A recent report indicates that technology is playing an ever-increasing role in divorce cases. Sources suggest that spouses who become suspicious of one another are turning to spy gear in order to uncover infidelity and other mischief. Couples in Maryland who are considering divorce may want to consider whether technology will be a factor in their proceedings.
One attorney stated recently that the majority of divorce cases involving infidelity that he sees involve a spouse who has spied on the other. Other reports speak of a husband who took his curiosity and technology so far that he was arrested and incarcerated for stalking his own wife. Cases like these make it easy to see the dark side of technology and how it can negatively affect relationships.
Technology companies have stated that sales are at all time highs. Devices such as nannycams, hidden cameras, and GPS tracking systems have increased significantly even over last year's sales. The increase is so substantial in the divorce arena that the American Academy of Matrimonial Lawyers conducted a survey to gauge the impact. The results indicated that use of such devices as smartphones to snoop and spy increased by as much as 92 percent in the law practice of attorneys surveyed.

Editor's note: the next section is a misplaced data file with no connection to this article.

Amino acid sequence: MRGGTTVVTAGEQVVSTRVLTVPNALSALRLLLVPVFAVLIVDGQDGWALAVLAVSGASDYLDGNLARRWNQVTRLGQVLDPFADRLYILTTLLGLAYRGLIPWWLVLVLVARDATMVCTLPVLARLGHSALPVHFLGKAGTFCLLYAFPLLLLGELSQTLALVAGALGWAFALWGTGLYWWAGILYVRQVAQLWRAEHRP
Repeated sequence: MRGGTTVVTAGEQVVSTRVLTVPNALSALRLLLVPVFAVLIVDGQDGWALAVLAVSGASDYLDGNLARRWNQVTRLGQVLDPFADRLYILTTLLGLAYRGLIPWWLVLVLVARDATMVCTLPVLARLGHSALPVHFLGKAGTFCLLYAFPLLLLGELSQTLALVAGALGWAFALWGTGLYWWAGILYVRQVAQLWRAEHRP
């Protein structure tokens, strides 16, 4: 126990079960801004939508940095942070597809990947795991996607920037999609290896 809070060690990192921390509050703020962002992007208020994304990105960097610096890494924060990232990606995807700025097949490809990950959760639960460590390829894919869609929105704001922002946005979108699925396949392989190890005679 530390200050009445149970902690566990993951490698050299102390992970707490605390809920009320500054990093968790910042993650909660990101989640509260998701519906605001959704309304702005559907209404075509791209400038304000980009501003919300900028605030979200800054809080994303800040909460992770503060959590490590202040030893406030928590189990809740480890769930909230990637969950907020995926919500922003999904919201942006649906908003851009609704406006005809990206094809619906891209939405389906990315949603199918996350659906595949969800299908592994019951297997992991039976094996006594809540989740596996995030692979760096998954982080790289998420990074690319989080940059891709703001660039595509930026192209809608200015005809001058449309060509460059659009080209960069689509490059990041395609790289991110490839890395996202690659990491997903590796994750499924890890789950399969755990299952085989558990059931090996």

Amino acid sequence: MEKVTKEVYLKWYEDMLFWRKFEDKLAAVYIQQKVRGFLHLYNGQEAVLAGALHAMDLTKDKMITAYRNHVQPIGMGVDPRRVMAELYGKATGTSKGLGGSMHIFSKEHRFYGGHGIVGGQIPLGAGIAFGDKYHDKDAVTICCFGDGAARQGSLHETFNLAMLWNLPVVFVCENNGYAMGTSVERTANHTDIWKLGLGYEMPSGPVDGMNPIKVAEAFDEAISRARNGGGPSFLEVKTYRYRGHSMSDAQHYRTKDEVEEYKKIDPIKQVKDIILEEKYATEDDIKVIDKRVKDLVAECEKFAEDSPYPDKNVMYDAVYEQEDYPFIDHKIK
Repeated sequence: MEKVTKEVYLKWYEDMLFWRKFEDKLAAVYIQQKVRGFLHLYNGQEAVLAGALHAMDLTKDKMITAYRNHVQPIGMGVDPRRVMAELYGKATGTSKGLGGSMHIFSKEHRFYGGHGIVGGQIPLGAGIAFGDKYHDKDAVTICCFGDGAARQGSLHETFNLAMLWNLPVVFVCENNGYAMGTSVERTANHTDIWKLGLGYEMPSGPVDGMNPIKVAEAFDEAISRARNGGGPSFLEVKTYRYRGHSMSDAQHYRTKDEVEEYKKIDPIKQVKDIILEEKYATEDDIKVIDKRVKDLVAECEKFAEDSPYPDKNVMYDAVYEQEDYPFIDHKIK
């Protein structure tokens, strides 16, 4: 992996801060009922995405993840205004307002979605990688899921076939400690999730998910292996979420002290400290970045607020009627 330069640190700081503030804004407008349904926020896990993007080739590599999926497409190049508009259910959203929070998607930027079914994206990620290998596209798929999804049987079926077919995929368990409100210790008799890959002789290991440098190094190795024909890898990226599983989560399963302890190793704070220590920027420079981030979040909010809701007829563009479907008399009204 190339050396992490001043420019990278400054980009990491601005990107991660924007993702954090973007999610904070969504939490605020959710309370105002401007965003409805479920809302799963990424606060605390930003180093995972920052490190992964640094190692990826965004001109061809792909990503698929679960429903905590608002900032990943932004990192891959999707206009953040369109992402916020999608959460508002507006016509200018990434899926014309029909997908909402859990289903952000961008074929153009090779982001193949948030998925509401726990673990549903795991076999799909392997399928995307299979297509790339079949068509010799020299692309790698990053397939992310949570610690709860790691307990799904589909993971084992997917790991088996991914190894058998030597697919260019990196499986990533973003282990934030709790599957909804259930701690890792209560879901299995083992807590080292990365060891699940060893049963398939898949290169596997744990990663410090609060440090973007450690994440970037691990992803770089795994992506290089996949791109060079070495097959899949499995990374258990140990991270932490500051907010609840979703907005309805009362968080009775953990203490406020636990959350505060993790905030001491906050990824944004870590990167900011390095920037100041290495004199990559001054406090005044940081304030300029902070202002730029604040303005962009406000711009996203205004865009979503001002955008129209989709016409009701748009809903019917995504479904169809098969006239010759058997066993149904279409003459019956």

It is important that Maryland couples remember that there are legal implications involved when it comes to snooping. There is a "ʻreasonable expectation of privacy,ʼ" which complicates matters in a marriage. There are numerous stories throughout the U.S. of spouses snooping, many of which have landed the couple in court outside the realm of divorce.
Maryland couples who are considering divorce may benefit from being open and honest with one another as they move the proceeding forward. Instead of attempting to navigate the murky waters of snooping legality, it may be better to keep both feet firmly planted on stable ground. When issues do arise, having the right support system in place may be all that is needed to secure a positive, mutually equitable arrangement.
Source: The Wall Street Journal, "A Spy-Gear Arms Race Transforms the Modern Divorce," Steve Eder and Jennifer Valentino-Devries, Oct. 6, 2012